Young people in today’s British society are continually shut down over who they are as a label; one gang crime in London can have a profound impact of the elder generation’s view of ‘us’, despite the fact we may live 300+ miles away. One story of a school failing and young people rejecting its guidance can rub off badly on the rest, and we’re branded ‘lazy’, ‘worthless’ and ‘uninspired’. We’re separated into a belief of no hope, of no prosperity. Now, some sink at that. Some face that hurdle and fall. Sadly, some feel no motivation to push further, to turn that last corner on the road of success of to shine that proverbial candle in the darkest of rooms. We live in a society that can be so continually degrading and harsh that some lose their perseverance.

But they shouldn’t. We shouldn’t. Whilst my painting of this conference has at thus been negative, almost ignorant, I argue the opposite. Yes, the demographic is as I explained above – but it’s changing. From last year, more females are in attendance. From last year, more groups of young people are coming to witness the public inner workings of their government. From last year, more minorities spanning sexual orientation, identity, ethnicity and physical ability are in attendance. If there’s one key message I need to get across about the metaphoric fish tank around me, it’s that it’s changing. There are more fish and fewer sharks. No longer is this an ocean of hierarchy and economic dominance, it is one of individual value and endurance. Whilst I speak on behalf of an attendee at the Conservative conference, I know this to resound across all political parties in the UK. Where there was once ignorance and rejection, there is now change. There has never been a better position for young people in politics.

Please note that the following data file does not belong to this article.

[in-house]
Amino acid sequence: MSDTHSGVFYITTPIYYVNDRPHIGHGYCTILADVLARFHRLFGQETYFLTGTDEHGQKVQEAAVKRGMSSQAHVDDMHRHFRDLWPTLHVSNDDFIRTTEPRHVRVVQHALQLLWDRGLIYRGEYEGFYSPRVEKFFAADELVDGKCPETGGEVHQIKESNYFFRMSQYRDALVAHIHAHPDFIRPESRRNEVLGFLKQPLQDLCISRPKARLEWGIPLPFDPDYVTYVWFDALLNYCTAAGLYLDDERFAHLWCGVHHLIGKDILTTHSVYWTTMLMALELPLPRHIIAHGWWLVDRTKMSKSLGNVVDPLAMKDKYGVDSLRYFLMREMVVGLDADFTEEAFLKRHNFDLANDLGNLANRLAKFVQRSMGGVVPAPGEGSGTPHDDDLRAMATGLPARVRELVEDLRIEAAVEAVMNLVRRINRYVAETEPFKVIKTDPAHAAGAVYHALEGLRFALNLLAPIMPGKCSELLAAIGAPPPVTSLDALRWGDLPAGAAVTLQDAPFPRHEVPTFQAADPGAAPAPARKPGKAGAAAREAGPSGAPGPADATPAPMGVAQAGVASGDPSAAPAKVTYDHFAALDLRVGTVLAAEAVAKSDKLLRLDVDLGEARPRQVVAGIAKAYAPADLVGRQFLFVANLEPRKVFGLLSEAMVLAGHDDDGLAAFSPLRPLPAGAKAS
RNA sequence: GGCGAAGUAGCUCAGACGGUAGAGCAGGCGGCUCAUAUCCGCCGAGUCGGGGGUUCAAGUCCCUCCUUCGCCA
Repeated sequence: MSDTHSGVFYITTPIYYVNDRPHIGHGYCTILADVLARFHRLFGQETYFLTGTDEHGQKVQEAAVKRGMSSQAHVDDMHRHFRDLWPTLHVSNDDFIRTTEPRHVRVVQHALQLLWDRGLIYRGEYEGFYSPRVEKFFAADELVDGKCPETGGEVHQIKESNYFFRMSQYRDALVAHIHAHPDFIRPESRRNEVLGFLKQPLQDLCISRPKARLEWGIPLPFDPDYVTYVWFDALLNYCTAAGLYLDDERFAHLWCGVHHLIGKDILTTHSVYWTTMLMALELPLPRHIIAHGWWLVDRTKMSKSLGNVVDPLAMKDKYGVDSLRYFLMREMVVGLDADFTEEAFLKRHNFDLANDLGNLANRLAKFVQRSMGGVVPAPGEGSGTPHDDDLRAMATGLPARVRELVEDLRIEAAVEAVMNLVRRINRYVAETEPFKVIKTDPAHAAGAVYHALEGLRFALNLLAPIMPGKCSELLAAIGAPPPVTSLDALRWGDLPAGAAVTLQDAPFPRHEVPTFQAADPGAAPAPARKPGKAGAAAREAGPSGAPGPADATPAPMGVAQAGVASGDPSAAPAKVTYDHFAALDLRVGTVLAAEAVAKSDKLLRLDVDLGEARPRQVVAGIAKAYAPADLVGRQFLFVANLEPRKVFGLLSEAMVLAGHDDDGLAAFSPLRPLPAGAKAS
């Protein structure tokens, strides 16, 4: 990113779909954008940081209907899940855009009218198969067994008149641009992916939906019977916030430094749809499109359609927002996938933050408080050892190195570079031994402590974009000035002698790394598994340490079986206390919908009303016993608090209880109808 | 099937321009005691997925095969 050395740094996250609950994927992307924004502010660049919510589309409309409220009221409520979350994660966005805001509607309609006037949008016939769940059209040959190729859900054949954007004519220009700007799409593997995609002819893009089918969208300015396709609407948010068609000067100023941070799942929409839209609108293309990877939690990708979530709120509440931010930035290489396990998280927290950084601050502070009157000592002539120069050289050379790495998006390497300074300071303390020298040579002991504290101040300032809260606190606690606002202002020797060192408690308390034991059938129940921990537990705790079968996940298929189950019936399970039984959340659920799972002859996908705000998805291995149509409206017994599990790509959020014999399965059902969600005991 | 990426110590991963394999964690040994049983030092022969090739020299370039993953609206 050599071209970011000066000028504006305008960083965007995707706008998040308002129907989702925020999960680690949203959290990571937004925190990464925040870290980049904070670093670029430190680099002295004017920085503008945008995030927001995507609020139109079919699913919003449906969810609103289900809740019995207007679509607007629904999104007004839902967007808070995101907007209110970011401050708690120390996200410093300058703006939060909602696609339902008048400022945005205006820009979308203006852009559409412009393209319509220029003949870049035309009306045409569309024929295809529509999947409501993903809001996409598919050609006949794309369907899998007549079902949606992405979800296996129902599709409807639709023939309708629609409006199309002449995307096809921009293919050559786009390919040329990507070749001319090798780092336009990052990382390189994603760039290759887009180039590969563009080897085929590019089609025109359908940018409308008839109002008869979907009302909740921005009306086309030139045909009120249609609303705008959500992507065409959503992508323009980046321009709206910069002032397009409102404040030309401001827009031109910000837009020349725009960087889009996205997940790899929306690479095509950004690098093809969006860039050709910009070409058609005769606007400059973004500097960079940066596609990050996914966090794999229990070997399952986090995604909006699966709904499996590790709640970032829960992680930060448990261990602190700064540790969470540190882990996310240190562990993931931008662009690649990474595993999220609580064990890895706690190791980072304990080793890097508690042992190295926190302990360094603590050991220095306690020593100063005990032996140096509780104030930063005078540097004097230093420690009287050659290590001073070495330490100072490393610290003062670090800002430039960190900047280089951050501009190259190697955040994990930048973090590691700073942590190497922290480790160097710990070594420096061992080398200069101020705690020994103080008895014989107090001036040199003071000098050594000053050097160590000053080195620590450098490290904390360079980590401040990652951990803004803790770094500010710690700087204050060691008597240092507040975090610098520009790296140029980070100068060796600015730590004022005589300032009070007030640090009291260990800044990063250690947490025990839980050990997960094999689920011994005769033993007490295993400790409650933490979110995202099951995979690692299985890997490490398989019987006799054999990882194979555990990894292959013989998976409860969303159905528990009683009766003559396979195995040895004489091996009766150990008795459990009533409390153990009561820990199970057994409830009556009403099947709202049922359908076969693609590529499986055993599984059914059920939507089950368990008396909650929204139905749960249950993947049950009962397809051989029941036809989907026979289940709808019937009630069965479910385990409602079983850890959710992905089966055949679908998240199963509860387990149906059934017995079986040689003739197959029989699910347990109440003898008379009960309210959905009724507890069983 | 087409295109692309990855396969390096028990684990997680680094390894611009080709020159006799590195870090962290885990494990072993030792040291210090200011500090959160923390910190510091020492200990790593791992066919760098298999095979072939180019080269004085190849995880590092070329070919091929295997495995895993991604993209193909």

If you still don’t believe me, and still hold onto the gloom and misery of my first descriptions, know some things about the British government and politics; currently, there is a national programme aimed specifically at youth political engagement. Labelled individually as ‘Members of Youth Parliament’, these pioneers in youth engagement are given the highest political platform of them all; a recognised and televised debate in the House of Commons in London. Young people from across the country, from the poorest of families to the richest of corporations, are brought together as equals. There is no class divide within these brilliant minds, only ideological policy splits. There is a common goal of success, of perseverance, and of greatness. These are values that truly make the difference to a young person.

So, to any young British readers reading through this, take one thing away; whilst times can be hard and opinions can be demeaning, know your worth. Know your growing value. Pave your own pathway and everything you could want will come to you. For me, my story has been tough. To get from being a kid in a council estate surrounded by drug crime and gang affiliations, to representing every young person in the country and speaking with Ministers and the Prime Minister, was hard. There is no illusion about that, but it’s possible. I’m not elite and I’m not better than you. I just realised the potential in me, which is in you.

So, whilst I am a fish in the political shark tank, and whilst we all are to some extent, things are changing. We are the next generation of this country, of the world, and with our own push for success, we will make it equal.

Now Reading
A Fish in the Political Shark Tank
Read Next
What to Do About Office Gossip